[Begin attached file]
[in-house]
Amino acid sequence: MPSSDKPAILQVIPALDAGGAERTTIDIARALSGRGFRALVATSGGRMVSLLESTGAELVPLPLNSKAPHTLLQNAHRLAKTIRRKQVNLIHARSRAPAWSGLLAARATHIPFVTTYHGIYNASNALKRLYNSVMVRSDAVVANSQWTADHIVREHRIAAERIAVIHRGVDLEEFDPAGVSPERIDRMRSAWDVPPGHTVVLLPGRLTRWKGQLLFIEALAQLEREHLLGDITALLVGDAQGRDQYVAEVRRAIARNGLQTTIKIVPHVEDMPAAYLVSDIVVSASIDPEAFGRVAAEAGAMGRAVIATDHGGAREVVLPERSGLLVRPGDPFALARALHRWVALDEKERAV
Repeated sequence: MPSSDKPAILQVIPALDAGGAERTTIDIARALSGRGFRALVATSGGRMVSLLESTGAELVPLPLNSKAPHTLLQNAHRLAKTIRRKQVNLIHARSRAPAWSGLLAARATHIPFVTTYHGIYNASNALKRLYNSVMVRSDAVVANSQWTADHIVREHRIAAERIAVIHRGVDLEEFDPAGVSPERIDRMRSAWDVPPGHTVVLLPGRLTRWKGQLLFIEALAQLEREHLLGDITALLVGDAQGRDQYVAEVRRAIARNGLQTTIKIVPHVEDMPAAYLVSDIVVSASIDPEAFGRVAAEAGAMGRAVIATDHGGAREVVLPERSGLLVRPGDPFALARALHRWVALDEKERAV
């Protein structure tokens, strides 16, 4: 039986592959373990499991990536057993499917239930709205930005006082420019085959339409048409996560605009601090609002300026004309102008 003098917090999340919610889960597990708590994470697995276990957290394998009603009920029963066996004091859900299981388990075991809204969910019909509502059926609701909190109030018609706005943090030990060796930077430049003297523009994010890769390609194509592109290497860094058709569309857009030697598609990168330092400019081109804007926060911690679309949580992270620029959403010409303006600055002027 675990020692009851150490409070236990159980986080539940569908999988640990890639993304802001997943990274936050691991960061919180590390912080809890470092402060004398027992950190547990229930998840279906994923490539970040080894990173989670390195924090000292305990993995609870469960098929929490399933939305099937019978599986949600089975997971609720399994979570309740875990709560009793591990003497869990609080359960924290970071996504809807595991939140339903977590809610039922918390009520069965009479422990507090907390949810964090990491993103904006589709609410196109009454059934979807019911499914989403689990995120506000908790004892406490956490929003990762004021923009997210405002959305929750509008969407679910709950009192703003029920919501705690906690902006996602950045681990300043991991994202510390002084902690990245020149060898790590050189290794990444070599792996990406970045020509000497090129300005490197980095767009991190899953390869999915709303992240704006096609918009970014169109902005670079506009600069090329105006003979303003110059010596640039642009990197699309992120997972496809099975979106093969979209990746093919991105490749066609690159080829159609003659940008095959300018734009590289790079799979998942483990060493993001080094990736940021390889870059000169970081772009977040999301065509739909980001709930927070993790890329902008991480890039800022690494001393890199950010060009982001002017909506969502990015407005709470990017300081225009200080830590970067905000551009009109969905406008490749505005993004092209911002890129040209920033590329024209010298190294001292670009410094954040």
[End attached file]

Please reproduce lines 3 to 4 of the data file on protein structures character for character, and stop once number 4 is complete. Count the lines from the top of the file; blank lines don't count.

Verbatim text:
Repeated sequence: MPSSDKPAILQVIPALDAGGAERTTIDIARALSGRGFRALVATSGGRMVSLLESTGAELVPLPLNSKAPHTLLQNAHRLAKTIRRKQVNLIHARSRAPAWSGLLAARATHIPFVTTYHGIYNASNALKRLYNSVMVRSDAVVANSQWTADHIVREHRIAAERIAVIHRGVDLEEFDPAGVSPERIDRMRSAWDVPPGHTVVLLPGRLTRWKGQLLFIEALAQLEREHLLGDITALLVGDAQGRDQYVAEVRRAIARNGLQTTIKIVPHVEDMPAAYLVSDIVVSASIDPEAFGRVAAEAGAMGRAVIATDHGGAREVVLPERSGLLVRPGDPFALARALHRWVALDEKERAV
């Protein structure tokens, strides 16, 4: 039986592959373990499991990536057993499917239930709205930005006082420019085959339409048409996560605009601090609002300026004309102008 003098917090999340919610889960597990708590994470697995276990957290394998009603009920029963066996004091859900299981388990075991809204969910019909509502059926609701909190109030018609706005943090030990060796930077430049003297523009994010890769390609194509592109290497860094058709569309857009030697598609990168330092400019081109804007926060911690679309949580992270620029959403010409303006600055002027 675990020692009851150490409070236990159980986080539940569908999988640990890639993304802001997943990274936050691991960061919180590390912080809890470092402060004398027992950190547990229930998840279906994923490539970040080894990173989670390195924090000292305990993995609870469960098929929490399933939305099937019978599986949600089975997971609720399994979570309740875990709560009793591990003497869990609080359960924290970071996504809807595991939140339903977590809610039922918390009520069965009479422990507090907390949810964090990491993103904006589709609410196109009454059934979807019911499914989403689990995120506000908790004892406490956490929003990762004021923009997210405002959305929750509008969407679910709950009192703003029920919501705690906690902006996602950045681990300043991991994202510390002084902690990245020149060898790590050189290794990444070599792996990406970045020509000497090129300005490197980095767009991190899953390869999915709303992240704006096609918009970014169109902005670079506009600069090329105006003979303003110059010596640039642009990197699309992120997972496809099975979106093969979209990746093919991105490749066609690159080829159609003659940008095959300018734009590289790079799979998942483990060493993001080094990736940021390889870059000169970081772009977040999301065509739909980001709930927070993790890329902008991480890039800022690494001393890199950010060009982001002017909506969502990015407005709470990017300081225009200080830590970067905000551009009109969905406008490749505005993004092209911002890129040209920033590329024209010298190294001292670009410094954040």